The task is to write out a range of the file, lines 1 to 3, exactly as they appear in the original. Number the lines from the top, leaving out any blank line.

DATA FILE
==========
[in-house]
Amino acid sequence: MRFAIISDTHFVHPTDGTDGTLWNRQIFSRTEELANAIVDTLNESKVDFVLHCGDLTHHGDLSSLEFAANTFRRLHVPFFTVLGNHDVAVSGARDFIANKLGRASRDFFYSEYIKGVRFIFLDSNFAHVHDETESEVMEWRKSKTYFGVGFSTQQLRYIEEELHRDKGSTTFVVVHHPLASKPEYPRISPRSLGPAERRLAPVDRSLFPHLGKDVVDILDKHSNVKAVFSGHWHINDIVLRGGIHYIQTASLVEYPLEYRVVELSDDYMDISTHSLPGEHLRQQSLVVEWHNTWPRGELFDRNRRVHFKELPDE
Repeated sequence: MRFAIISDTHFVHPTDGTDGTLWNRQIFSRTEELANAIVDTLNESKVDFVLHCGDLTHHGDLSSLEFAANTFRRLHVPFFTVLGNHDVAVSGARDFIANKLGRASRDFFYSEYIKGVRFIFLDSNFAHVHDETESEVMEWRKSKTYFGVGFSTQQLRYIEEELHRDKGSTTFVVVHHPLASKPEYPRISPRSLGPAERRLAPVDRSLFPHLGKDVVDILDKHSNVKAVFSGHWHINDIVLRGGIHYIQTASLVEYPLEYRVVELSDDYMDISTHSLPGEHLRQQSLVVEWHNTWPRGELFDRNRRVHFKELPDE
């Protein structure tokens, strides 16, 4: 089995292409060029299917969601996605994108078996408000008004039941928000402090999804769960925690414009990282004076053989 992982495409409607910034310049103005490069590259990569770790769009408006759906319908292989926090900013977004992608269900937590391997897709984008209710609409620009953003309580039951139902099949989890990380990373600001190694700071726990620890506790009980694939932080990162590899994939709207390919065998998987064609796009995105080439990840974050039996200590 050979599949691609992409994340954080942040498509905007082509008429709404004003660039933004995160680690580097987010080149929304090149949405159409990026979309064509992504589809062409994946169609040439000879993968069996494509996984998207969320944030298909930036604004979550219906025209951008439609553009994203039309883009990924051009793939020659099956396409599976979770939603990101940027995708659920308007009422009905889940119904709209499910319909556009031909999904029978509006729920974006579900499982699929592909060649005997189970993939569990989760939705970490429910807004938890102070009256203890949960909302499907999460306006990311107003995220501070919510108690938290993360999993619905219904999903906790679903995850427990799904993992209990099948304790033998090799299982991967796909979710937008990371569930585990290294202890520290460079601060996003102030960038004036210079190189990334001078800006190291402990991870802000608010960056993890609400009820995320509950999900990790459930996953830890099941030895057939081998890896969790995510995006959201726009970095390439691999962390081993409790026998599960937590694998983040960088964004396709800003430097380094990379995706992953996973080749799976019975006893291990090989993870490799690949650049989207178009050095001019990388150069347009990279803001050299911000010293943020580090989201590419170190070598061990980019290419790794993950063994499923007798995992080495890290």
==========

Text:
[in-house]
Amino acid sequence: MRFAIISDTHFVHPTDGTDGTLWNRQIFSRTEELANAIVDTLNESKVDFVLHCGDLTHHGDLSSLEFAANTFRRLHVPFFTVLGNHDVAVSGARDFIANKLGRASRDFFYSEYIKGVRFIFLDSNFAHVHDETESEVMEWRKSKTYFGVGFSTQQLRYIEEELHRDKGSTTFVVVHHPLASKPEYPRISPRSLGPAERRLAPVDRSLFPHLGKDVVDILDKHSNVKAVFSGHWHINDIVLRGGIHYIQTASLVEYPLEYRVVELSDDYMDISTHSLPGEHLRQQSLVVEWHNTWPRGELFDRNRRVHFKELPDE
Repeated sequence: MRFAIISDTHFVHPTDGTDGTLWNRQIFSRTEELANAIVDTLNESKVDFVLHCGDLTHHGDLSSLEFAANTFRRLHVPFFTVLGNHDVAVSGARDFIANKLGRASRDFFYSEYIKGVRFIFLDSNFAHVHDETESEVMEWRKSKTYFGVGFSTQQLRYIEEELHRDKGSTTFVVVHHPLASKPEYPRISPRSLGPAERRLAPVDRSLFPHLGKDVVDILDKHSNVKAVFSGHWHINDIVLRGGIHYIQTASLVEYPLEYRVVELSDDYMDISTHSLPGEHLRQQSLVVEWHNTWPRGELFDRNRRVHFKELPDE